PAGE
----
Anyway, Franklin starts picking out birds like Panama Flycatcher and Mangrove Hummingbird. We're always on the lookout for the kingfisher. At one point, we hear a Laughing Falcon off in the distance, so that means crossing the slippery, narrow boardwalk once again to look for it. Best bird was a hard to find Mangrove Vireo, which Franklin said at the onset of the day we wouldn't get. As we ere finishing up, we hear a high pitched tooting, followed by a related tooting, followed by yet another type of tooting. First one was a Ferruginous Pygmy Owl, the it was a Gartered Trogon, then it was a Black-Headed Trogon. I wouldn't have believed Franklin that those three same sounding birds were actually different, but my eyes had to trust him. The two Trogons were unmistakable, and I knew the owl call from the previous night.

    No Pygmy Kingfisher though.

    After drying off, we went to the beach just south of us at a resort. Mom likes the beach. It's a place she can read. I walk up and down the beach trying to find birds. I only add two more, Yellow-Green Vireo and Masked Tityra. I hop in the water for maybe 10 minutes, then we decide that we've all had enough excitement for the day.

    Lunch is next, followed by a long nap. Then dinner. Then bed. Birding in Costa Rica is done. I'm slightly shy of my goal. I wanted 100 lifers, but I only garner 80. I do add nearly 100 year birds though.

    Tallies
    Birds - 118 (80 lifers)
    Mammals - 6 (6 lifers)
     
  20. jbnbsn99

    jbnbsn99 Well-Known Member

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    Day 7 - July 9

    Up at 4:00 AM. Our flight back to Texas is at 8:00 Am, so it's an early day. We have a driver back to the airport. It's about an hour and a half back into San Jose. Getting through airport security is much longer here than back in Houston. Good thing we prepared early. We're into the boarding area by 7:00, and boarding starts at 7:15.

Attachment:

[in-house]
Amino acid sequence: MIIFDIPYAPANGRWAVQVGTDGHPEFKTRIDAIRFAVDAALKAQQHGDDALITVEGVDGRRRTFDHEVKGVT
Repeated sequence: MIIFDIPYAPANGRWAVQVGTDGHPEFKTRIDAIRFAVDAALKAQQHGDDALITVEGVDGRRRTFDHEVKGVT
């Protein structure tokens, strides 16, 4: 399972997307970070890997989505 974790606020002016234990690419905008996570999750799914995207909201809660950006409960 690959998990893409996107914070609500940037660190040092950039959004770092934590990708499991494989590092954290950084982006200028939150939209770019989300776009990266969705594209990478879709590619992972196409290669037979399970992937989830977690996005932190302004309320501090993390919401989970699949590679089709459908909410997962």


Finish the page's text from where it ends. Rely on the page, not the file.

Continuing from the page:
Thankfully, the flight isn't as sardine-cramped as the first flight was. My sister and I track our location to see what new countries we can see. I have a moment of silence as we pass over the Chicxulub crater in memory of our fallen dinosaur comrades.

    To keep myself occupied, I do some work on a symphony I've been composing for a few months. I get some good work done on it. I always seem to get work done on it in situations like this. Last time, it was a long bus ride.

    We touch down in Houston early. Getting back through customs is a pain. I get my passport flagged for some reason. Honestly, the only thing I'm bringing back in are new coasters for my living room.

    The drive back is uneventful. Parents are listening to show tunes the whole time. The, about an hour south of Dallas, there's a massive to do in Dallas. We're going to be going right through a SWAT scene, or close to it. On top of that, we pass the funeral procession for one of the fallen officers from last week's Dallas sniper attack. We pull over and pay our respects. The highway is lined with people waving flags. It makes for a somber ending to an otherwise quirky trip.